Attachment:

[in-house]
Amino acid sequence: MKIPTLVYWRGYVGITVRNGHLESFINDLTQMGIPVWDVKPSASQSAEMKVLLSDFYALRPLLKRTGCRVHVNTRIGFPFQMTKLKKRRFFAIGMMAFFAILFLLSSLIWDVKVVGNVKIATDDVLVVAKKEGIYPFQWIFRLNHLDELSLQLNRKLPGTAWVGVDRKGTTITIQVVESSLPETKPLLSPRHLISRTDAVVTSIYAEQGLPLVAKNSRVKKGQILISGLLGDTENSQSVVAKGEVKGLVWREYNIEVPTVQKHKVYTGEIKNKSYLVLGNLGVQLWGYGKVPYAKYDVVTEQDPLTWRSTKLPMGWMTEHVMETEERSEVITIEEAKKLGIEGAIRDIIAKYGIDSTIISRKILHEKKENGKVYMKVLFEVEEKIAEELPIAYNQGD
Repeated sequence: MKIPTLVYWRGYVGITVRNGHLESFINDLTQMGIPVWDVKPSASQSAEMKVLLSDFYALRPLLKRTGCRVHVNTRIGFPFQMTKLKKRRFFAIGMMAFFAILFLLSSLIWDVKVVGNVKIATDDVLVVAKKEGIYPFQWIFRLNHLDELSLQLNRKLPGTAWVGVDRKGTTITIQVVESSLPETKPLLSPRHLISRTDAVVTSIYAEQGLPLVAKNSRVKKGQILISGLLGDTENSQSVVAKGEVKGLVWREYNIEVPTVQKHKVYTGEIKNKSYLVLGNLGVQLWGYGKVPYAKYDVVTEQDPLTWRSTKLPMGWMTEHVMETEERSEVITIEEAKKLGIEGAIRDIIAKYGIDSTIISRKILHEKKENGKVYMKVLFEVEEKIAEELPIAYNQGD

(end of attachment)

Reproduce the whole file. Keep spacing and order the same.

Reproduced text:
[in-house]
Amino acid sequence: MKIPTLVYWRGYVGITVRNGHLESFINDLTQMGIPVWDVKPSASQSAEMKVLLSDFYALRPLLKRTGCRVHVNTRIGFPFQMTKLKKRRFFAIGMMAFFAILFLLSSLIWDVKVVGNVKIATDDVLVVAKKEGIYPFQWIFRLNHLDELSLQLNRKLPGTAWVGVDRKGTTITIQVVESSLPETKPLLSPRHLISRTDAVVTSIYAEQGLPLVAKNSRVKKGQILISGLLGDTENSQSVVAKGEVKGLVWREYNIEVPTVQKHKVYTGEIKNKSYLVLGNLGVQLWGYGKVPYAKYDVVTEQDPLTWRSTKLPMGWMTEHVMETEERSEVITIEEAKKLGIEGAIRDIIAKYGIDSTIISRKILHEKKENGKVYMKVLFEVEEKIAEELPIAYNQGD
Repeated sequence: MKIPTLVYWRGYVGITVRNGHLESFINDLTQMGIPVWDVKPSASQSAEMKVLLSDFYALRPLLKRTGCRVHVNTRIGFPFQMTKLKKRRFFAIGMMAFFAILFLLSSLIWDVKVVGNVKIATDDVLVVAKKEGIYPFQWIFRLNHLDELSLQLNRKLPGTAWVGVDRKGTTITIQVVESSLPETKPLLSPRHLISRTDAVVTSIYAEQGLPLVAKNSRVKKGQILISGLLGDTENSQSVVAKGEVKGLVWREYNIEVPTVQKHKVYTGEIKNKSYLVLGNLGVQLWGYGKVPYAKYDVVTEQDPLTWRSTKLPMGWMTEHVMETEERSEVITIEEAKKLGIEGAIRDIIAKYGIDSTIISRKILHEKKENGKVYMKVLFEVEEKIAEELPIAYNQGD